1. Purer. Argentium’s 935 and 960 grades set new purity standards for silver. Argentium’s make-up is: 93.5% silver, 1.2% germanium, 6.3% copper
  2. Brighter. Argentium Silver is brighter and whiter than platinum, white gold, palladium and traditional Sterling.
  3. Naturally beautiful. Argentium silver does not require plating and is the natural color of pure silver.
  4. Tarnish resistant. Argentium Silver is low maintenance, easy to care for and simple to keep clean.
  5. Hypoallergenic. Argentium is a better suited for those who are unable to wear traditional sterling silver.
  6. Responsible. Argentium Silver is made from ethically sourced silver.

 Learn about Argentium Silver:


  1. GERMAN SILVER/NICKEL SILVER:  This type of metal is NOT sterling silver at all.  It is a metal made up of different alloys usually, nickel, copper, zinc and sometimes lead and tin.  It has the appearance of silver.
  2. TIBETAN SILVER:  Many consumers are confused about this metal.  Genuine Tibetan silver is just sterling silver that is handcrafted by an ethnic group; the Nepalese/Tibetans.  Tibetan silver is an alloy of some silver, with lots of copper or other base metal.Tibetan silver is used primarily in jewelry components, and is similar to pewter – an alloy of copper, and sometimes tin or nickel, with a small percentage of pure silver.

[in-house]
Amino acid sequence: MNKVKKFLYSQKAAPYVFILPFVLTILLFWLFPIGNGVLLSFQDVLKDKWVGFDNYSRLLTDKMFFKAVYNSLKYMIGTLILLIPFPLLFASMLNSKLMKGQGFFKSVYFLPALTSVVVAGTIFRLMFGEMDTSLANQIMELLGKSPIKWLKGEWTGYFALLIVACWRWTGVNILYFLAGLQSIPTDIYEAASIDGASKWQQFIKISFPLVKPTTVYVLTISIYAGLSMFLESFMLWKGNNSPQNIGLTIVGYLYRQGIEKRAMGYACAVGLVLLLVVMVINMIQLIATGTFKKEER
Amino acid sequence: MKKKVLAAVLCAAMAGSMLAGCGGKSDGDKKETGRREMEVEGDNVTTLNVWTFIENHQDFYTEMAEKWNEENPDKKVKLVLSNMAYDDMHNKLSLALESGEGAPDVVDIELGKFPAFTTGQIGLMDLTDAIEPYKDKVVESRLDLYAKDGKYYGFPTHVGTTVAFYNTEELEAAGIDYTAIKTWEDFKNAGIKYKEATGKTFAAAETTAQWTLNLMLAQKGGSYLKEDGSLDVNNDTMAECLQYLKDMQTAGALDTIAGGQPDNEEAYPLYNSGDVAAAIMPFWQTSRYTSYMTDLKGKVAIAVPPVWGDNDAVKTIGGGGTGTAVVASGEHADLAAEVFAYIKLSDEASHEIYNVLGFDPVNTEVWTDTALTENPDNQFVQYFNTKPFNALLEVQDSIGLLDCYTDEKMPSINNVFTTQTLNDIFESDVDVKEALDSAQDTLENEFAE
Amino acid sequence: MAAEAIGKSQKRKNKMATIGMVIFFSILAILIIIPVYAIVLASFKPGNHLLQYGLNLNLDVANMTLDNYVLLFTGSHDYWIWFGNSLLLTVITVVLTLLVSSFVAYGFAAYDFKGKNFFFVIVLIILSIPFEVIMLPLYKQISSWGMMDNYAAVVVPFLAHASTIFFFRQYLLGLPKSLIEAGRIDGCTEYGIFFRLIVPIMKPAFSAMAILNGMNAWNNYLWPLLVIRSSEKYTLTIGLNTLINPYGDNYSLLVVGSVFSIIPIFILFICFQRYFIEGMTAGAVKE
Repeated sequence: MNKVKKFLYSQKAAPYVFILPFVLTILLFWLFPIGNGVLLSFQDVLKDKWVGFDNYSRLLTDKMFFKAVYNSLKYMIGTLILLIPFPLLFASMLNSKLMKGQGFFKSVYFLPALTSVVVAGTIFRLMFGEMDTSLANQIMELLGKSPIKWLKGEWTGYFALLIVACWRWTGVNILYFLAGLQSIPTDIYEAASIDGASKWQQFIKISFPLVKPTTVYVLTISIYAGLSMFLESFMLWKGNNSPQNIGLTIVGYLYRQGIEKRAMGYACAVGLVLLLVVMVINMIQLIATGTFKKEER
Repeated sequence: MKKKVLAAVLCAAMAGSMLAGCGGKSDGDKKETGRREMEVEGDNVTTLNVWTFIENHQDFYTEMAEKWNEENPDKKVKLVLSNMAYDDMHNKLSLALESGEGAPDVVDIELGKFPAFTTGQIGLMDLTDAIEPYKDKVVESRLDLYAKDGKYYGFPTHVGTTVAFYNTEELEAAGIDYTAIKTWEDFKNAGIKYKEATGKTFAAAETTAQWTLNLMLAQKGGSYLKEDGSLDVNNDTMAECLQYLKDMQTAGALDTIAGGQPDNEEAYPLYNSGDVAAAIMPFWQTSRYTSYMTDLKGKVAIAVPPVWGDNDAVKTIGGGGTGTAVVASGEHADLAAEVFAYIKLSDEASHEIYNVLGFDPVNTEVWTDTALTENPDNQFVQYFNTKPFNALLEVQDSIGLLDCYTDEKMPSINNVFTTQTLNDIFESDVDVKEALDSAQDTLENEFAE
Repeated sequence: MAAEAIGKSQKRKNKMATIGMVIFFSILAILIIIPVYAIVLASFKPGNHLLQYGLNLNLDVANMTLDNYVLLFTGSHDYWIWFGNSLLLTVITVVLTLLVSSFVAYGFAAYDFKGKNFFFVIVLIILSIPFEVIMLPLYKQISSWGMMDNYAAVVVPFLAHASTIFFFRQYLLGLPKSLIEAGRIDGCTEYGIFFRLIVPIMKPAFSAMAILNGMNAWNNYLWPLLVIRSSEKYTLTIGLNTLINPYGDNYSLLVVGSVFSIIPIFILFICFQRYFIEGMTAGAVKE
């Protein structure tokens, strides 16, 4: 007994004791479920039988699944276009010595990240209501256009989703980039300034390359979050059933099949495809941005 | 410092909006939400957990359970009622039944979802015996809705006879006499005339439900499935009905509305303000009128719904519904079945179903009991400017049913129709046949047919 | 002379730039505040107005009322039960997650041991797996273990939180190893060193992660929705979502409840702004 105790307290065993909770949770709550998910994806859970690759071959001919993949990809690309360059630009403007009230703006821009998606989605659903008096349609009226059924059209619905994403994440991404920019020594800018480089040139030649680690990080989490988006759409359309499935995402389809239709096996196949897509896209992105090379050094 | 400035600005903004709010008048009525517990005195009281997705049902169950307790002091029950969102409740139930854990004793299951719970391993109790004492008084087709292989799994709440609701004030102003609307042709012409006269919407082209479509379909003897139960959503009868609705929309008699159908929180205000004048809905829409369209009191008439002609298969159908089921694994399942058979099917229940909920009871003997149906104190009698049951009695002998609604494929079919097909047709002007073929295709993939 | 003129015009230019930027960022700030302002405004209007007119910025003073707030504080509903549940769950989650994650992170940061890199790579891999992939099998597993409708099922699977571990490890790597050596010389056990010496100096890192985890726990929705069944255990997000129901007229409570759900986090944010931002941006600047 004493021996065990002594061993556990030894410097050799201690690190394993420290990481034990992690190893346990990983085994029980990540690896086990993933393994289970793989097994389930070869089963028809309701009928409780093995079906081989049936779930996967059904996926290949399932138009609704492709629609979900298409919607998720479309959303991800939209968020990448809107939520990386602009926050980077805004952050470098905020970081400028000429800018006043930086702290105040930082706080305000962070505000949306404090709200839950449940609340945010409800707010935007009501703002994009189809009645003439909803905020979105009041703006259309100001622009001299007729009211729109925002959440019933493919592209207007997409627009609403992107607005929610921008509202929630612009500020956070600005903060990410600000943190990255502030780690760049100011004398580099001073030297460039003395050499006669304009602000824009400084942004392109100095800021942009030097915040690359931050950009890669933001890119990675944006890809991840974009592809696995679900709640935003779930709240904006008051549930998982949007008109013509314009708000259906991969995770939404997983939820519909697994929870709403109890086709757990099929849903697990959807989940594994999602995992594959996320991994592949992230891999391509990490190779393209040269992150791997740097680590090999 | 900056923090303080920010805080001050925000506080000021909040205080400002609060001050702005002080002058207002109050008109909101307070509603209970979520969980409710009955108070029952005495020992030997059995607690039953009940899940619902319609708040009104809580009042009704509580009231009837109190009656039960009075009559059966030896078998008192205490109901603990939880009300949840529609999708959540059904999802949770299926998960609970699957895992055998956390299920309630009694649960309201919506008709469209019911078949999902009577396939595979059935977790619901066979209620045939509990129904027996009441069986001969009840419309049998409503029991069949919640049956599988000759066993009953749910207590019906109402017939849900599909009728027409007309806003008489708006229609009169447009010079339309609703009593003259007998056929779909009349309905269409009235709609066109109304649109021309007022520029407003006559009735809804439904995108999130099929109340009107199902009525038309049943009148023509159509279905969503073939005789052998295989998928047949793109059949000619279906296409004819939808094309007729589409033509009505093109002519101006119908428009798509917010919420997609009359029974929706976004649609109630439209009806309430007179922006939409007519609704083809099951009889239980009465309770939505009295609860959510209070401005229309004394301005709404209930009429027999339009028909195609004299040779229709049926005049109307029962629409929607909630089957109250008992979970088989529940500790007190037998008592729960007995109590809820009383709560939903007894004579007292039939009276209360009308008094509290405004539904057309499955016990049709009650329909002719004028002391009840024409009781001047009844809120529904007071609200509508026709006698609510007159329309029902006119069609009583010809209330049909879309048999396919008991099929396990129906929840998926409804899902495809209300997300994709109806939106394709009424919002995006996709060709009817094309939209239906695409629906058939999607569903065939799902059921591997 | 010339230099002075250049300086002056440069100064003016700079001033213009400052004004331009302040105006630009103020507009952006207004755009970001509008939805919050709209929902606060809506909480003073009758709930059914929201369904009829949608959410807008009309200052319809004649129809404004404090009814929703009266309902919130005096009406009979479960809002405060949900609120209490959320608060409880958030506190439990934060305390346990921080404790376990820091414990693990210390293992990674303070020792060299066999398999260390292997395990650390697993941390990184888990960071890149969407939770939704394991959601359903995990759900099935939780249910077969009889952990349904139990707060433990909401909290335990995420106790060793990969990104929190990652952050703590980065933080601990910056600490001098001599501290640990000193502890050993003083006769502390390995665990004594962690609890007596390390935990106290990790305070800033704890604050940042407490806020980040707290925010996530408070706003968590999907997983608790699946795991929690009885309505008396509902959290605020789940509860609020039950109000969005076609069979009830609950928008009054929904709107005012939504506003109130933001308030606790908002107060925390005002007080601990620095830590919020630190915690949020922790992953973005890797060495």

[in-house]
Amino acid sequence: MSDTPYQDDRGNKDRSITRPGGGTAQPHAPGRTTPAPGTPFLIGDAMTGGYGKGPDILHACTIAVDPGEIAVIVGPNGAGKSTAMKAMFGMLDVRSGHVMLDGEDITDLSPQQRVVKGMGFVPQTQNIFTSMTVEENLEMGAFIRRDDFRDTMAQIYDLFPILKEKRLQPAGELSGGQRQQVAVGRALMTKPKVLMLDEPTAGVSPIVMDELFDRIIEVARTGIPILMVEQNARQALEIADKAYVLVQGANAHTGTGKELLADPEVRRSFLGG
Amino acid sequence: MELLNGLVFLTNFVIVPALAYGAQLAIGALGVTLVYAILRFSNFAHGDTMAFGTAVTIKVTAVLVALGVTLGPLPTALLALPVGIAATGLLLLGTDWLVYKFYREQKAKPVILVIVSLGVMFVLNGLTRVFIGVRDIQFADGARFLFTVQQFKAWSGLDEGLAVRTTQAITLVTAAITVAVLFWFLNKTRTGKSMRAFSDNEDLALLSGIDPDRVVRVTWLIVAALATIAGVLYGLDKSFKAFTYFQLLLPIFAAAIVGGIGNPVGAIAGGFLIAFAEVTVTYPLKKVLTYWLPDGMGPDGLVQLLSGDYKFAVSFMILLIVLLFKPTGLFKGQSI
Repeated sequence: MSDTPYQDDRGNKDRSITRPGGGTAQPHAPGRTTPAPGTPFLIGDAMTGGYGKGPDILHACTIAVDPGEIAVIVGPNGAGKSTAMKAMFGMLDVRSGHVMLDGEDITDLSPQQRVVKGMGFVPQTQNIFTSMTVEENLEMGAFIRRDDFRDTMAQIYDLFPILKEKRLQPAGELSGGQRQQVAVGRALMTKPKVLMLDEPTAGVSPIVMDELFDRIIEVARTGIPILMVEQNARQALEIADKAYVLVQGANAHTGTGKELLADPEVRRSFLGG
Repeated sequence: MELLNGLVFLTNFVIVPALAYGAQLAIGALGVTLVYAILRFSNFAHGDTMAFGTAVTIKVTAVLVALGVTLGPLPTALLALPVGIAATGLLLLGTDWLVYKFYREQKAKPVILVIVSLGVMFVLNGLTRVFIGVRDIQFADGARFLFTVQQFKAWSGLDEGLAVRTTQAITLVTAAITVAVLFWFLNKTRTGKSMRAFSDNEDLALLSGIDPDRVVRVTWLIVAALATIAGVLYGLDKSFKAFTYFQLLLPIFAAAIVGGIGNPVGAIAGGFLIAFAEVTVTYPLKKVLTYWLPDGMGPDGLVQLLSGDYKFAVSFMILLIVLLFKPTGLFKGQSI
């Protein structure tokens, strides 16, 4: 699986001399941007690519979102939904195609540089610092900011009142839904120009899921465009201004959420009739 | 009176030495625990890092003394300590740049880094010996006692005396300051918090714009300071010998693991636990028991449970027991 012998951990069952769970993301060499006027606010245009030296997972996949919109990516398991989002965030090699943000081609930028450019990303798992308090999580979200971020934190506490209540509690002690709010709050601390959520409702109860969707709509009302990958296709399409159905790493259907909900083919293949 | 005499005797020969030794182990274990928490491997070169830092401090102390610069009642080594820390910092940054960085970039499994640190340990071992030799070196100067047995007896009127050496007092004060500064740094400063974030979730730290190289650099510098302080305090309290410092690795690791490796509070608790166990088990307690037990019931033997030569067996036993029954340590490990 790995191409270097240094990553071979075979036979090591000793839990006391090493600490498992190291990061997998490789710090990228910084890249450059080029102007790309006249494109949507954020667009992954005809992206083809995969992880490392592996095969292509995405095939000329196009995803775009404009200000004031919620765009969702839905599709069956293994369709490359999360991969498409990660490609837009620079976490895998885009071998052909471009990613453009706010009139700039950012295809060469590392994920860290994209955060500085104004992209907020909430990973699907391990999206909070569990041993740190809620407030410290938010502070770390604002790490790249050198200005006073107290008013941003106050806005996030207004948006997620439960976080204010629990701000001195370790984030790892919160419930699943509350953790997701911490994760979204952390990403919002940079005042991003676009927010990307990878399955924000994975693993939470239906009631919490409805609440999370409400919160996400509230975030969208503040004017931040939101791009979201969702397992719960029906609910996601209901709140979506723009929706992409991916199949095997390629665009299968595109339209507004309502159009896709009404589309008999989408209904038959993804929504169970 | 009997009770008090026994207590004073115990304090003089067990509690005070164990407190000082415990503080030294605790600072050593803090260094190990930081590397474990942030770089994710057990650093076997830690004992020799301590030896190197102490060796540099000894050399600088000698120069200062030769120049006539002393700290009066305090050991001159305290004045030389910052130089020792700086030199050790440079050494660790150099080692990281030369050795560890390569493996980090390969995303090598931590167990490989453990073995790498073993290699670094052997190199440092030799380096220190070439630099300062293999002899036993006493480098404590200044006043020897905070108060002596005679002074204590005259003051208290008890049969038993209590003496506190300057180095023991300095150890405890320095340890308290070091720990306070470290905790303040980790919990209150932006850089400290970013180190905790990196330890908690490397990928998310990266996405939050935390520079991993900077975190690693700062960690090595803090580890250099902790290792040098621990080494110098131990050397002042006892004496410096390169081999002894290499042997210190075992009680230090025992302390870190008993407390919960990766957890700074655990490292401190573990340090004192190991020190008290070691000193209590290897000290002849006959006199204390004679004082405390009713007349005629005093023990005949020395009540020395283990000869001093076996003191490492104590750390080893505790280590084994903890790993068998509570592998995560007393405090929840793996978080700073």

3. PALLADIUM:  A form of platinum with much of the same properties and characteristics of platinum but cheaper to use.
  4. RHODIUM:  Another form of platinum that can be applied to base metals(brass, copper), sterling silver, gold or other metals.  Rhodium plating is very, very expensive.
  5. PLATINUM:  Used in almost pure form for jewelry making.  It is a very expensive metal -20% more than gold itself.  It is a very strong and durable metal. (My favorite metal, just can't afford it!!!! LOL!)
  6. TITANIUM:  The hardest natural metal in the world.  Cannot be soldered.  Often used in men's jewelry.
  7. TUNGSTEN CARBIDE:  Another silver looking metal: it is scratch resistant and durable.  Does not require polishing to maintain its shine.